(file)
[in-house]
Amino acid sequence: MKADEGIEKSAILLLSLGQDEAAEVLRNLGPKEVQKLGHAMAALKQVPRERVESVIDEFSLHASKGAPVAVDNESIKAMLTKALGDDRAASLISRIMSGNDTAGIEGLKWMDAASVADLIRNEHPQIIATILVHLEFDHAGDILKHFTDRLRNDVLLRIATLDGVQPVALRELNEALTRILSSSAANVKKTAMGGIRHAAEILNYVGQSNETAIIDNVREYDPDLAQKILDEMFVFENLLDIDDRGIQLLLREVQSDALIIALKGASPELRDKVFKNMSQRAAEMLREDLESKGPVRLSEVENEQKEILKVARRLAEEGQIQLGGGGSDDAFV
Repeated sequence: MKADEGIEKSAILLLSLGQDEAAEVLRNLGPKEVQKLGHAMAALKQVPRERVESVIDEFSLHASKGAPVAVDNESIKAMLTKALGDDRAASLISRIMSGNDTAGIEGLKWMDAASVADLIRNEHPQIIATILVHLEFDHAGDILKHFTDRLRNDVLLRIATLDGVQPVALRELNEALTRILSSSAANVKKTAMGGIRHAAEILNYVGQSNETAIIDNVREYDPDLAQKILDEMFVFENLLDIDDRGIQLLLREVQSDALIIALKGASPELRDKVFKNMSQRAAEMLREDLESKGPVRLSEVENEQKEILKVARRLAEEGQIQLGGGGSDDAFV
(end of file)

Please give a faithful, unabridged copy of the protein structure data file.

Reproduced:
[in-house]
Amino acid sequence: MKADEGIEKSAILLLSLGQDEAAEVLRNLGPKEVQKLGHAMAALKQVPRERVESVIDEFSLHASKGAPVAVDNESIKAMLTKALGDDRAASLISRIMSGNDTAGIEGLKWMDAASVADLIRNEHPQIIATILVHLEFDHAGDILKHFTDRLRNDVLLRIATLDGVQPVALRELNEALTRILSSSAANVKKTAMGGIRHAAEILNYVGQSNETAIIDNVREYDPDLAQKILDEMFVFENLLDIDDRGIQLLLREVQSDALIIALKGASPELRDKVFKNMSQRAAEMLREDLESKGPVRLSEVENEQKEILKVARRLAEEGQIQLGGGGSDDAFV
Repeated sequence: MKADEGIEKSAILLLSLGQDEAAEVLRNLGPKEVQKLGHAMAALKQVPRERVESVIDEFSLHASKGAPVAVDNESIKAMLTKALGDDRAASLISRIMSGNDTAGIEGLKWMDAASVADLIRNEHPQIIATILVHLEFDHAGDILKHFTDRLRNDVLLRIATLDGVQPVALRELNEALTRILSSSAANVKKTAMGGIRHAAEILNYVGQSNETAIIDNVREYDPDLAQKILDEMFVFENLLDIDDRGIQLLLREVQSDALIIALKGASPELRDKVFKNMSQRAAEMLREDLESKGPVRLSEVENEQKEILKVARRLAEEGQIQLGGGGSDDAFV